Book Review

Warning Cry: Review

Warning Cry by Kris Humphrey

For the review of the first book in the series, A Whisper of Wolves click here.

The second book in the Guardians of the Wilds series centres on Nara, a young whisperer who has received the call to aid the capital from the Narlaw. We also continue to follow Dawn’s struggle of not being taken seriously as the palace whisperer due to her age. Nara lives on the hot plains and her days are very different from Alice’s – the whisperer from the first book. As Nara travels north to help the capital she encounters Tuanne, an untrained whisperer from a nomad tribe. They have to work together to get past the stereotypes they have of each other, and the stigma the tribe had towards whisperers in order to banish the Narlaw that threaten the land.

Warning Cry
What I absolutely love about this story is how Humphrey manages to write such different characters. Each of the whisperer girls we have met in this series so far has had a struggle to overcome and how they do so can be applied to real-life situations. Nara becomes teacher to Tuanne, who, though curious, is at first reluctant to accept her whisperer heritage. I do love young people being teachers. What they lack in experience they make up for in sympathy and relatability of having only recently learnt to solve the problem themselves.

My critique of the previous book does not feel relevant for this one. It reads as though he has taken more time to introduce his characters and allows the reader to make connections and observations without talking down to them. Maybe because it is the second in the series- without needing to describe the science of the world he is able to instead devote that description to his new characters.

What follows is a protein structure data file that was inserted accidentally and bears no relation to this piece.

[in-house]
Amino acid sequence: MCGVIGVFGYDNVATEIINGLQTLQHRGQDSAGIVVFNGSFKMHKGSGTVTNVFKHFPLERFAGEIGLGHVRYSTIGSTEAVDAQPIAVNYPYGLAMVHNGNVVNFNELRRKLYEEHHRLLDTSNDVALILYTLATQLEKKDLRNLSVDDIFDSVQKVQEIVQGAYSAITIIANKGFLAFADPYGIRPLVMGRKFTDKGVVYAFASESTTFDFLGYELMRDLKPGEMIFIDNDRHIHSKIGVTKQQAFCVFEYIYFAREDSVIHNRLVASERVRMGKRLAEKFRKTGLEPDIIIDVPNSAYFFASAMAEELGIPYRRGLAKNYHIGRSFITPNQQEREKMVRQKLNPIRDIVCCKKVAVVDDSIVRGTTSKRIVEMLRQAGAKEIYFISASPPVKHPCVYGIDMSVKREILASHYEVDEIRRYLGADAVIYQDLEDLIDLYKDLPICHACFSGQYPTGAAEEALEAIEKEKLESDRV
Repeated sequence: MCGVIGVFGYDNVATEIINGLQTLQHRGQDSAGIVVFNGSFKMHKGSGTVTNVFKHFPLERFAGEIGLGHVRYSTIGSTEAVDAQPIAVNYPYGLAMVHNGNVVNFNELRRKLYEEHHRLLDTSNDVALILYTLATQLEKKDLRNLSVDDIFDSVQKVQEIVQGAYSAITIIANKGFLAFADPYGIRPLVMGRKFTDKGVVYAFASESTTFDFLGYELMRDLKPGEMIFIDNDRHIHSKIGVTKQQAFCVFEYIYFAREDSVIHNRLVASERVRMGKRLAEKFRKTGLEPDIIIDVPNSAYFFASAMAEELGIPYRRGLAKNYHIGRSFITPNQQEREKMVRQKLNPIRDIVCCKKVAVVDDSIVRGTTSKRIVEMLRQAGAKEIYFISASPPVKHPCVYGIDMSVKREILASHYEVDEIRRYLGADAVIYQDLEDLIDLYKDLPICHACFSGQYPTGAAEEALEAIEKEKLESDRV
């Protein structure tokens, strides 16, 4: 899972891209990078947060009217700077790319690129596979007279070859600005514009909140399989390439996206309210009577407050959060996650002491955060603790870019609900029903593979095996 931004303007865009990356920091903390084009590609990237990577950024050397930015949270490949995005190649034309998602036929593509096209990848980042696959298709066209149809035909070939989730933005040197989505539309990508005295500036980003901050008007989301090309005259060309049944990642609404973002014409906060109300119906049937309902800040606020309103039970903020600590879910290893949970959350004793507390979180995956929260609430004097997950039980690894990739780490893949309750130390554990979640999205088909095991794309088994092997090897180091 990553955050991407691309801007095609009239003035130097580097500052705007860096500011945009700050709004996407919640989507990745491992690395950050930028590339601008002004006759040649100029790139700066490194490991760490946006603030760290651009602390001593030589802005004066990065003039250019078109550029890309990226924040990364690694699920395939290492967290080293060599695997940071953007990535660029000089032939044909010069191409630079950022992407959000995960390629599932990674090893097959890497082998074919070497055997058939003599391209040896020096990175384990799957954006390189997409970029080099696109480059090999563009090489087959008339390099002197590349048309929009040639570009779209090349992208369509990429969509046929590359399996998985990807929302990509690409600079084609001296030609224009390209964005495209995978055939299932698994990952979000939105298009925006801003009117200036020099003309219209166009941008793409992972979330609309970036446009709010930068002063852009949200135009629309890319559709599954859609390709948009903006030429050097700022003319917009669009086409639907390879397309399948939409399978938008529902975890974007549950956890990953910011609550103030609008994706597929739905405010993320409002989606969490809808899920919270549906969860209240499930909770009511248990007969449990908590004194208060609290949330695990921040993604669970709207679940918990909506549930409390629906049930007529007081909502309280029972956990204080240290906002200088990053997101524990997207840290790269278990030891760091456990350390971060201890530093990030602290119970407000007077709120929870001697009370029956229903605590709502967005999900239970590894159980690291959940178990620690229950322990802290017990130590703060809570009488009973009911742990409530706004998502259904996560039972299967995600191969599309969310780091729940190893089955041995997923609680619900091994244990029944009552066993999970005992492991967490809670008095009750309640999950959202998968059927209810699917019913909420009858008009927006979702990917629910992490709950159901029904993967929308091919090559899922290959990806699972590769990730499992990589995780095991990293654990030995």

Ok, so I know this is a cheetah, but I didn’t have any leopard pictures, so let’s just pretend shall we?

With new whisperers comes new companions- Flame is Nara’s leopard with red-back monkey Nimbus joining Tuanne. After wolves, big cats are my favourite wild animals, so I enjoyed Nara and Flames interactions. Humphrey manages to capture the animals’ personalities well. Nimbus is skittish and inquisitive while Flame,
in typical cat fashion, is lazy and a bit haughty. Both are fiercely protective of their person though and I can imagine younger readers pretending their soft toys are their very own companions, taking them on adventures in their gardens.

I left this review quite late so I am anticipating the next in the series to be along soon (though there is no news yet!). With so many great role models, I would highly recommend this series to girls. As the characters are from so many different walks of life there will always be someone for the reader to identify with.

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